With the cost of college continuing to rise at an unbelievable rate, many grandparents are asking their San Jose estate planning lawyers to help them find ways to fund their grandchildren’s educations. There are a lot of options out there, but the whole process can be fraught with quite a bit of tension and difficulty. The older generation often has a better sense of how and why to save for the future, and they can become disillusioned when they see their own children not saving. In some cases, the adult children do not have the ability or foresight to save, while in others, they do not think they need to since Mom and Dad are going to cover college.
There are some problems that can arise, however. For one thing, that growing cost of tuition (plus books, plus room and board, etc.) can pretty easily outpace the grandparents’ ability to save. Additionally, it is hard to know exactly where to put that money. Should they set up a 529 plan? Maybe they need something else?
Conventional wisdom has long had San Jose estate planning lawyers advising grandparents to fund accounts using their annual gift tax exclusions. This had the added bonus of reducing the grandparents’ estates while building a college fund. Unfortunately, the future college student’s parents are meanwhile not contributing their own funds, expecting Grandma and Grandpa to pay for everything.
These days, many estate planning lawyers are encouraging their clients to take a different approach. Rather than creating a specific college fund in the child’s name, they can save the money without it being broadcast. Instead of promising to pay for a grandchild’s education, they can simply suggest that they will help if they are able. This dissuades the parents from not saving on their own. As a bonus, the grandparents can actually save on taxes by making payments directly to the institution rather than having them count as “gifts” when put into the grandchild’s name.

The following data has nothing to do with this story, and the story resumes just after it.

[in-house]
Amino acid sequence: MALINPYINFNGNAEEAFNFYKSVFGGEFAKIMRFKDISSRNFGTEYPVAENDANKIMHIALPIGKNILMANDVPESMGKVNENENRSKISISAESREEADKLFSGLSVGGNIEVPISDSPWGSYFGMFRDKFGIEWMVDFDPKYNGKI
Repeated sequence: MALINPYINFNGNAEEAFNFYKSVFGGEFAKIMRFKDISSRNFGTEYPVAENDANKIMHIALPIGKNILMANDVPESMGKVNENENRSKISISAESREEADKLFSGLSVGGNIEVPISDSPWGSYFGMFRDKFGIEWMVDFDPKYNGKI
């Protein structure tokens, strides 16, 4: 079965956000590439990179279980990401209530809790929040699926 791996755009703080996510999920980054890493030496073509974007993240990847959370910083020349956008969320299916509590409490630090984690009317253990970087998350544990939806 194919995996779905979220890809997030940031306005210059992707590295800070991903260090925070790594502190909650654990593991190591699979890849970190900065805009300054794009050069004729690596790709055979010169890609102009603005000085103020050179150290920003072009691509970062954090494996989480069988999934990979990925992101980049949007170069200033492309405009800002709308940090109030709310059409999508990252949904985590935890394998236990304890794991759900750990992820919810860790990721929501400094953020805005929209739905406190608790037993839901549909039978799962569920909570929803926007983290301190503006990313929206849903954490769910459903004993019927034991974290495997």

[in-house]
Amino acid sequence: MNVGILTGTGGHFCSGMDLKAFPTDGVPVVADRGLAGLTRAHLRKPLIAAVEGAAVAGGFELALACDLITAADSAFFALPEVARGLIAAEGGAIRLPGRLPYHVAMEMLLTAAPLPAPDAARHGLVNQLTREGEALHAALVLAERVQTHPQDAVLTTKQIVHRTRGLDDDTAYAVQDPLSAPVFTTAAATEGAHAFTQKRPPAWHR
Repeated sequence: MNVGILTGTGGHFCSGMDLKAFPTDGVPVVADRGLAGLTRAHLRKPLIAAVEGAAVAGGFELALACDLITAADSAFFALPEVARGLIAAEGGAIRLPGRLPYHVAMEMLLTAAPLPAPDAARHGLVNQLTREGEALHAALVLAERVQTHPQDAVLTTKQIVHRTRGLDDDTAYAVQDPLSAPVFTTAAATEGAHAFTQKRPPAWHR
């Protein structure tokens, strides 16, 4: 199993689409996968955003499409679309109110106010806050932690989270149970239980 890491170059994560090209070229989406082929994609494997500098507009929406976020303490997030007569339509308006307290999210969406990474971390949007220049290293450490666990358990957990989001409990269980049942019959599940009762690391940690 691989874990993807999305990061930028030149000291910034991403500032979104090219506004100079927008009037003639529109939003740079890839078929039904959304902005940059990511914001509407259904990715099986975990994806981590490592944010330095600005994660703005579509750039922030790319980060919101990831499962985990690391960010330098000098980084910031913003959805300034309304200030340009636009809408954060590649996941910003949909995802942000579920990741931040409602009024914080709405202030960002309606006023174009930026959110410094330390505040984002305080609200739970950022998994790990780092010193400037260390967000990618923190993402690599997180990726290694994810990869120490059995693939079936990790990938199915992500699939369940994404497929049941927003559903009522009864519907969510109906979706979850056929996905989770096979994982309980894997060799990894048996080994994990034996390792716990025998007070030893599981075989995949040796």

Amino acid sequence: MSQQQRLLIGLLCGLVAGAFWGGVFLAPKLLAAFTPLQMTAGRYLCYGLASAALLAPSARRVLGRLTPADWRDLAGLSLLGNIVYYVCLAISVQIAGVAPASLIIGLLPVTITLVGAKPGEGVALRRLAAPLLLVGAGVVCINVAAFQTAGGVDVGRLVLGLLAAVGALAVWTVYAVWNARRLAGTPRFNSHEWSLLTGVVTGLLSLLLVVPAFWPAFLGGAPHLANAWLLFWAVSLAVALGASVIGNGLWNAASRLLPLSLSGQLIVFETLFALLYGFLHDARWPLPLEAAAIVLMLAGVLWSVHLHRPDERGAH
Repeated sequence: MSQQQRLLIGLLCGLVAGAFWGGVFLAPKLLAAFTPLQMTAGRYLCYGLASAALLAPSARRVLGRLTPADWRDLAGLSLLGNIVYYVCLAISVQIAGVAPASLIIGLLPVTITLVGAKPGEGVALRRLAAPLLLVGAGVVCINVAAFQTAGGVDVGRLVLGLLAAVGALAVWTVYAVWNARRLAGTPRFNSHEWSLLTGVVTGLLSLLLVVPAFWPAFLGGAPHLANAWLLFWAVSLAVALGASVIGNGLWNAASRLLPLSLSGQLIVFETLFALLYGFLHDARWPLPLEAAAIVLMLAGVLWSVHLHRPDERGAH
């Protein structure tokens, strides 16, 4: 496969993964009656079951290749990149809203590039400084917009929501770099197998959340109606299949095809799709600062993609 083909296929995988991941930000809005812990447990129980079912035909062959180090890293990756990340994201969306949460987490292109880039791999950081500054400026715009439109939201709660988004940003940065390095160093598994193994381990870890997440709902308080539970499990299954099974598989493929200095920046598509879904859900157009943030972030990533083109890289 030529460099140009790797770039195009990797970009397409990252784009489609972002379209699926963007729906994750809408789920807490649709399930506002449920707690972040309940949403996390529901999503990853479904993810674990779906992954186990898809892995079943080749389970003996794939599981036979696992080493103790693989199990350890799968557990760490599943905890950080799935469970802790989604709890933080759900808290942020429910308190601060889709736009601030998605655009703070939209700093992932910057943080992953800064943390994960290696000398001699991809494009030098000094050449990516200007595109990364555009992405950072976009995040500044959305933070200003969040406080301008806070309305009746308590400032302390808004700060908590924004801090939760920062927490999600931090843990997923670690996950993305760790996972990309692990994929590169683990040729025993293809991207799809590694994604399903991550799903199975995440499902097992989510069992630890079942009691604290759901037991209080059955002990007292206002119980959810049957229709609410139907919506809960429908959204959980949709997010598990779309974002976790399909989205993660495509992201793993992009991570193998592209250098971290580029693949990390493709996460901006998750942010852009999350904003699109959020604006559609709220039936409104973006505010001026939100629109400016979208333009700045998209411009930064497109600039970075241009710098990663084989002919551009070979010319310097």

One way to set up funds for grandchildren is through a family trust. The student’s parents don’t have to be made aware that it even exists—again, encouraging them to save on their own. The money that goes into the trust does count as annual gifts, but the maximum can be put in for each individual grandchild each year. San Jose estate planning lawyers might recommend this approach because the grandparent can set the terms required for the money to be accessed. So, if a grandchild chooses not to go to college, they may still be able to receive funds for other experiences, after marriage, etc. Another advantage to the family trust is that the grandparent could still choose to fund a college education out of their existing estate if they have the funds, thereby leaving the trust intact to be used for other purposes.
Financial planning for college is starting to look a little different than it has in the past, and simply setting up a trust fund is not necessarily the right choice for every family. Talk to your estate planning lawyer and find out what options are available in order to make it work for you and for future generations. To schedule an appointment at our Sacramento office or at one of our other offices located throughout the state of California, contact us at (800) 244-8814.